• a turboprop can take off on shorter runways
• a turboprop can often land on grass
• it consumes at least 40% less fuel
• it is therefore more ecological
• it resists the shock of birds much better
• it is safer on take off, as it can stop faster
Whether you need to buy a private jet or resort to private flights, it is best to research carefully to understand whether it would be more cost effective for your needs to use a turboprop. While a jet has some advantages over a turboprop, the latter has a whole host of advantages over a private jet, whether it’s private flights or purchase.
The advantages of the turboprop superior to those of the private jet
First of all, a turboprop can land and take off on a runway or even on unpaved terrain, while a private jet, with the exception of a Pilatus PC 24, needs a very good paved runway. What’s more, a turboprop needs a shorter runway to take off, around 2,500 feet feet or 760 m, compared to double for a light jet. To overcome an obstacle of 50 feet or 17 m on take-off, a turboprop needs only 792 m of runway, which gives him access to many smaller airports, often much closer to his destination.
It can land on grass, or even gravel, whereas gravel or dirt damages the jets. It is very effective at low altitudes and also at speeds below 400 mph or 600 km/h. even at a speed comparable to that of a light jet, they use about 40% less fuel. This leads to smaller planes on shorter, slower routes because they don’t have to climb or fly fast to get there in a reasonable amount of time. The wing of a jet requires a faster landing speed than that of propeller planes. Jet engines are also incredibly expensive. A Rolls Royce jet engine costs 20 million euros.
• Efficient at low speed: max Mach 0.6 = 744.4 km / h, low altitude
• Low thrust
• Consume less at low altitude, compared to a jet
• Efficient at high speed: Mach 0.8 = 979.2 km / h, high altitude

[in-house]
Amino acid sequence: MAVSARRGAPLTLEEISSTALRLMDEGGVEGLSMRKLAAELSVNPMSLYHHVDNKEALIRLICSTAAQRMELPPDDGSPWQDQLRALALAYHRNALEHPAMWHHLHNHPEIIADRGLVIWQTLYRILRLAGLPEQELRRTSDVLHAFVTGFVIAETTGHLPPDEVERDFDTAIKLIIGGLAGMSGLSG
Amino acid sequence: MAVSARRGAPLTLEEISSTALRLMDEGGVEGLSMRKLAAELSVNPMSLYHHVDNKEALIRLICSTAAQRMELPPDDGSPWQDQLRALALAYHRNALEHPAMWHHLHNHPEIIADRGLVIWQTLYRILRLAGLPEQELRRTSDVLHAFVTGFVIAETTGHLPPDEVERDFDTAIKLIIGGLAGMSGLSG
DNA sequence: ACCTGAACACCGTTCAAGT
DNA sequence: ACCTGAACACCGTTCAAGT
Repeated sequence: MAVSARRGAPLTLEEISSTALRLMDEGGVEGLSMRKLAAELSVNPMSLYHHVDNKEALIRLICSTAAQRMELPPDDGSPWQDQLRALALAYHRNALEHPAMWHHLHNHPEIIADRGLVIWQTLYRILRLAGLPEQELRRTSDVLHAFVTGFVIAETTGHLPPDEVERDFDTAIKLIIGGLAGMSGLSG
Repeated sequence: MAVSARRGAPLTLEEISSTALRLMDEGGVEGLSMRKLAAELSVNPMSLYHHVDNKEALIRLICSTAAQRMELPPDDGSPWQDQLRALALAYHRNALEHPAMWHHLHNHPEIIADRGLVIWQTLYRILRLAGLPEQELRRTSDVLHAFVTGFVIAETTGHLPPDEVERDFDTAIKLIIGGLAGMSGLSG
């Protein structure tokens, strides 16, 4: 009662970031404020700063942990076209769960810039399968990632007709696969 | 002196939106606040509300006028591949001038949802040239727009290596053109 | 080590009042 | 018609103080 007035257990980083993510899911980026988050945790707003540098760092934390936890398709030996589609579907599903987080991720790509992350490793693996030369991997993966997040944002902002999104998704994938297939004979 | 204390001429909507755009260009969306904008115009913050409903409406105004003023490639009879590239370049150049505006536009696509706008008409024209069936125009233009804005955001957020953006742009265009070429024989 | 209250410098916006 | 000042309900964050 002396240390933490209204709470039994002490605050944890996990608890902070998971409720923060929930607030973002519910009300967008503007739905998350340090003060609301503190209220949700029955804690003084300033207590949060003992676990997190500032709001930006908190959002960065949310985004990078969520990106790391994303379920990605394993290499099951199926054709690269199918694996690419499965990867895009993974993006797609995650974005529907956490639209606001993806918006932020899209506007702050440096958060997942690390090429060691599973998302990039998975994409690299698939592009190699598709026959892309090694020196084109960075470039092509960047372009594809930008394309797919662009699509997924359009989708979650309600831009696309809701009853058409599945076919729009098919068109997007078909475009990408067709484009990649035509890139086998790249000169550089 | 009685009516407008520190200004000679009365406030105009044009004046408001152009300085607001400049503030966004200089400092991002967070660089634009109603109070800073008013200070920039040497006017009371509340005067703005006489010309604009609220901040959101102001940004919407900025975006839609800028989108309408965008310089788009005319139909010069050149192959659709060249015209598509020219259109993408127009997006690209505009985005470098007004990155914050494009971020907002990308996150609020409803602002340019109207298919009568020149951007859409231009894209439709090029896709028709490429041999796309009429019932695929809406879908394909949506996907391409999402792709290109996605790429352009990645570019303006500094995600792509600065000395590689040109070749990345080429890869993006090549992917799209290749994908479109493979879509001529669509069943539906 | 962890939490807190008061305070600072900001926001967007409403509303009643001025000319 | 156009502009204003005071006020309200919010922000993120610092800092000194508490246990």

• High thrust.
• Consumes more at low altitude than at high altitude
A turboprop offers more safety
This is because the propeller offers more air resistance making it easier to stop, for example if something goes wrong during take off, when the plane is launched at high speed. Needing a shorter distance to take off, a turboprop has more room to stop in the event of a serious problem. In addition, the jets suck in birds, which can result in an engine failure that is always dangerous. However, if a bird hits a propeller, it will be shattered into pieces without damaging either the propeller or the engine.
Comparison between a turboprop and a light jet with the same capacity, the Cirrus Vision and the Daher TBM 940
cruising speed: 290 Mph for the Daher TBM 940 and 280 Mph for the Cirrus Vision
cruising altitude: 31,000 feet for both
load capacity: identical, 1400 lbs
fuel consumption: 55 gal or 204 l per hour for the Daher TBM 940 and 80 gal or 297 l per hour for the Cirrus Vision
maintenance cost: $ 300 per hour for the Daher and $ 350 per hour for the Cirrus Vision
operational cost: $ 500 per hour for the Daher and $ 670 per hour for the Cirrus Vision
annual cost: $ 200,000 for the Daher and $ 260,000 for the Cirrus Vision
purchase price: $ 4.5 million for the Daher and $ 2.7 million for the Cirrus Vision.